Crim: Coaching, teaching basketball keeps JWCC assistant Rafferty in ‘his happy place’
QUINCY — Pat Rafferty says he will know when it’s finally time to walk away from basketball and coaching.
At 72, after spending nearly a half-century with teams in high school and college gymnasiums, that time has yet to arrive.
“He’s in his happy place,” John Wood Community College coach Brad Hoyt said of his assistant. “He’s so comfortable in a gym. He’ll say he doesn’t know what he would do with his day if he didn’t have a gym to go to, players and coaches to talk to.”
Fortunately, those days have been few for Rafferty.
He spent 34 years as a high school head boys coach, beginning in 1973 at tiny Noble in southeastern Illinois, not far from his hometown of Mount Carmel, where he played in high school for the late Harry Elbe.
His teams at Noble, Payson Seymour, Macomb, Avon, Camp Point Central and Barry-Western won more than 500 games, earning him induction into the Illinois Basketball Coaches Association Hall of Fame, along with too many memories to count.
He led Noble, a school that had never won a regional title, to a state ranking in 1979. He guided Payson Seymour to a regional championship victory over Quincy Notre Dame at The Pit in 1987. He coached Central to its first regional title in 1996.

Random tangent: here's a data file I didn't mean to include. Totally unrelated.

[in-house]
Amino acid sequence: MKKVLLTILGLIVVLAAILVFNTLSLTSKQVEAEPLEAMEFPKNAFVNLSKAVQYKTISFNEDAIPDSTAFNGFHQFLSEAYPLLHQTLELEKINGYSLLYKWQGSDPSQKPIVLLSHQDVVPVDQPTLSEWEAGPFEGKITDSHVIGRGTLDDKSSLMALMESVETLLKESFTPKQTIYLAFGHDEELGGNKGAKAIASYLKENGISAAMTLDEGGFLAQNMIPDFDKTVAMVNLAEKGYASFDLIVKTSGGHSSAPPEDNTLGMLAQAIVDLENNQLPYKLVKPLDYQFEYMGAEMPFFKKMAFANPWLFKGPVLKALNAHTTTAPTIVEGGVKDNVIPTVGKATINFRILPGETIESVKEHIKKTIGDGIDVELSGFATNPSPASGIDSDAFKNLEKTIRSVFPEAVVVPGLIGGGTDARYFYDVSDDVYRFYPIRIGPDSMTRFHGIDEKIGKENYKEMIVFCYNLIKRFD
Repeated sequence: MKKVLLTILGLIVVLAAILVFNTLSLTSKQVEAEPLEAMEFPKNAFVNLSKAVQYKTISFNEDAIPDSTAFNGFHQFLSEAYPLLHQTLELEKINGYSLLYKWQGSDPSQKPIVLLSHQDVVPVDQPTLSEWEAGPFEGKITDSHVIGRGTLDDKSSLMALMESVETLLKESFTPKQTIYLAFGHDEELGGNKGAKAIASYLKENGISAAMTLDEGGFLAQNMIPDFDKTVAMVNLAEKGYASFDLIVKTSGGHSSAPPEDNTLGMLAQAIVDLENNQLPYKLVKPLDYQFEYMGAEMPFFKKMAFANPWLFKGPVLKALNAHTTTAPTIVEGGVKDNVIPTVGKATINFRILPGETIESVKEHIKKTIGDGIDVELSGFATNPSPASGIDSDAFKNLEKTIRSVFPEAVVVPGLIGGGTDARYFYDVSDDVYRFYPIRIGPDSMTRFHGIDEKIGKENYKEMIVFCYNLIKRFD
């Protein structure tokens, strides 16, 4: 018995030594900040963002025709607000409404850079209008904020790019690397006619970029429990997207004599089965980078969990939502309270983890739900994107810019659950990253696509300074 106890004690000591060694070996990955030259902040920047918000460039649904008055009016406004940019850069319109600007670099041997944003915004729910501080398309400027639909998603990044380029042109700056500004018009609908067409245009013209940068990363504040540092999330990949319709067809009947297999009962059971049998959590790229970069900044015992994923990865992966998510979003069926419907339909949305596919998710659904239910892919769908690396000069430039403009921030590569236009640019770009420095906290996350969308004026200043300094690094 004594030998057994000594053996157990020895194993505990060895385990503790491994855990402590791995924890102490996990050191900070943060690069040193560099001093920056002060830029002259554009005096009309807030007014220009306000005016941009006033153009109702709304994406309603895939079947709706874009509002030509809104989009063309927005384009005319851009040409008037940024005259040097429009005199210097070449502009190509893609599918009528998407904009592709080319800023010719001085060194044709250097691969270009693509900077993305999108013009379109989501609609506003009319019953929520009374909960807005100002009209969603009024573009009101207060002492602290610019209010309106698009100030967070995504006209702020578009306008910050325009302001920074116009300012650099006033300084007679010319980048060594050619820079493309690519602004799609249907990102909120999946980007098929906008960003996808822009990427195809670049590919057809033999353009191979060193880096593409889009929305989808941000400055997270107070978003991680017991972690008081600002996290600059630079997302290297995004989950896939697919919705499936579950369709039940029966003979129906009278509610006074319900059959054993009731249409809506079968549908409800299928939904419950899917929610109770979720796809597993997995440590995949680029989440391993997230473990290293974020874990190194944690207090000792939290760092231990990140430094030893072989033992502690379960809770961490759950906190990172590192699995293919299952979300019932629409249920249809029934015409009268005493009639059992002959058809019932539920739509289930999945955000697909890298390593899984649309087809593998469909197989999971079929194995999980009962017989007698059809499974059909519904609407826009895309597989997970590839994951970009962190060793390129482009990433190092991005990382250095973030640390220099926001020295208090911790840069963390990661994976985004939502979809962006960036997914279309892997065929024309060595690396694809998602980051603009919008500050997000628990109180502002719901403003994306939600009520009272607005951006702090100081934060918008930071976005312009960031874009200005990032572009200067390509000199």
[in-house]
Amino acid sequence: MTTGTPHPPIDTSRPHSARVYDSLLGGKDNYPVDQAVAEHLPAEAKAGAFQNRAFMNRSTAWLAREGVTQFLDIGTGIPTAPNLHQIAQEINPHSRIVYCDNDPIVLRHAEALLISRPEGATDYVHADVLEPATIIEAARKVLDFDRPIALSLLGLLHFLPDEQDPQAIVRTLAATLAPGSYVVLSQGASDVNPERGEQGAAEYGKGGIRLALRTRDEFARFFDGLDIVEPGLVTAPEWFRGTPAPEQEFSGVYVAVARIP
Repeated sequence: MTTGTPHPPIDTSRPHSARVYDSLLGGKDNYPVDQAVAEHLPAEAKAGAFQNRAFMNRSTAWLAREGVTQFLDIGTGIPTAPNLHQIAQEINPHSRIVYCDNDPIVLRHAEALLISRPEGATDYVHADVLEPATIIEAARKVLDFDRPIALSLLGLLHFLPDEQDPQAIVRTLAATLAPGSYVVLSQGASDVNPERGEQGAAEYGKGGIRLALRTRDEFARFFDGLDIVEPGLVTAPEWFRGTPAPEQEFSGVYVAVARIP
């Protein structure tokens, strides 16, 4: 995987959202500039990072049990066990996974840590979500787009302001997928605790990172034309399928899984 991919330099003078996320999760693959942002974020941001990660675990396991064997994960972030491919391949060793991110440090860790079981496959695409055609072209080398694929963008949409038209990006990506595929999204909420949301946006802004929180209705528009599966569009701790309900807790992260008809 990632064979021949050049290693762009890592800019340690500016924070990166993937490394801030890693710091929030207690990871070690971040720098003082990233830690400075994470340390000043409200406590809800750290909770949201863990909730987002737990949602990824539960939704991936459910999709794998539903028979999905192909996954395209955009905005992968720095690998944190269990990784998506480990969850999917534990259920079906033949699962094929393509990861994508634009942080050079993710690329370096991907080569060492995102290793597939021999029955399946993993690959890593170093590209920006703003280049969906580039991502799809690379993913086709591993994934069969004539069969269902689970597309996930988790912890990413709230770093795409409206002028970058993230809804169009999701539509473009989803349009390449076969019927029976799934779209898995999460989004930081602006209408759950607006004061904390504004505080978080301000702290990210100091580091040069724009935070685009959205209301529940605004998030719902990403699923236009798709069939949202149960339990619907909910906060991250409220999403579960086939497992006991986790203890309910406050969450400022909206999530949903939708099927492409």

Along the way he earned a reputation as a “player’s coach.” Former players went on to become successful college and high school coaches, using their mentor as a blueprint.
“People say you never forget about the good teams,” Rafferty said, “but I also remember and smile about the teams that were not so good but worked hard and got us stepping in the right direction.”
Rafferty resigned his coaching position after nine years at Central following the 2002-03 season when his mother was diagnosed with cancer.
His coaching retirement was short-lived. When her prognosis was determined to be less serious than first thought three months later, he remained at Central as a teacher and spent four seasons as an assistant to girls coach Matt Long.
He returned to Payson, where he had earlier spent nine years, for two seasons before turning the program over to Brian Rea. After three years as an assistant to JWCC women’s coach Norm Rodriguez, he spent two seasons coaching the boys team at Barry-Western, where he and Mike Fray taught physical education together for about a decade.
Fray, another Hall of Famer who was Rafferty’s assistant during his second Payson stint, guided the Barry-Western girls team those two years — two friends and coaching lifers doing what they enjoy most, retirement be damned.
“We just wanted to get the programs rolling and then step back,” Rafferty said.
Rafferty, who for the last several years has overseen JWCC’s tutoring program in the Arts & Sciences division, joined Hoyt’s staff last season after being sidelined from coaching for two years by health issues. He works alongside other assistants Jeff Obert and Bob Sheffield.
“Brad and I started talking about this six or seven years ago,” Rafferty said. “My comment to Brad then was, ‘When you really need me, I’ll be there.’ When Brody (Gronewald) left, I went to Brad and said, ‘This could be it.’
“It’s like Christmastime for me. I pick his brain and he picks mine. He’s great to work under. He knows basketball and his heart is in the right place.”